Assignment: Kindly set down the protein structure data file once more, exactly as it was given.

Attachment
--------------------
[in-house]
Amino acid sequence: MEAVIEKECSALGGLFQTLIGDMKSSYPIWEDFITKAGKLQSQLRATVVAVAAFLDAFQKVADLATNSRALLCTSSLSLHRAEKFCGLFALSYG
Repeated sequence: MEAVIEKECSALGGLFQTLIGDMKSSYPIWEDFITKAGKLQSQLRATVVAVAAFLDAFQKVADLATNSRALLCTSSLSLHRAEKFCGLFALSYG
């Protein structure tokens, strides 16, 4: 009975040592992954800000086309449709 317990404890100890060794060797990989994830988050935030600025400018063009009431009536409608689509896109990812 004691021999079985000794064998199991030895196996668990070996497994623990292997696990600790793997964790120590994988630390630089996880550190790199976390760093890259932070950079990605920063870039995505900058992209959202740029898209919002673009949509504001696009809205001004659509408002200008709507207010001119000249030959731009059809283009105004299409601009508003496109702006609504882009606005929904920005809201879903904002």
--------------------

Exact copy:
[in-house]
Amino acid sequence: MEAVIEKECSALGGLFQTLIGDMKSSYPIWEDFITKAGKLQSQLRATVVAVAAFLDAFQKVADLATNSRALLCTSSLSLHRAEKFCGLFALSYG
Repeated sequence: MEAVIEKECSALGGLFQTLIGDMKSSYPIWEDFITKAGKLQSQLRATVVAVAAFLDAFQKVADLATNSRALLCTSSLSLHRAEKFCGLFALSYG
């Protein structure tokens, strides 16, 4: 009975040592992954800000086309449709 317990404890100890060794060797990989994830988050935030600025400018063009009431009536409608689509896109990812 004691021999079985000794064998199991030895196996668990070996497994623990292997696990600790793997964790120590994988630390630089996880550190790199976390760093890259932070950079990605920063870039995505900058992209959202740029898209919002673009949509504001696009809205001004659509408002200008709507207010001119000249030959731009059809283009105004299409601009508003496109702006609504882009606005929904920005809201879903904002």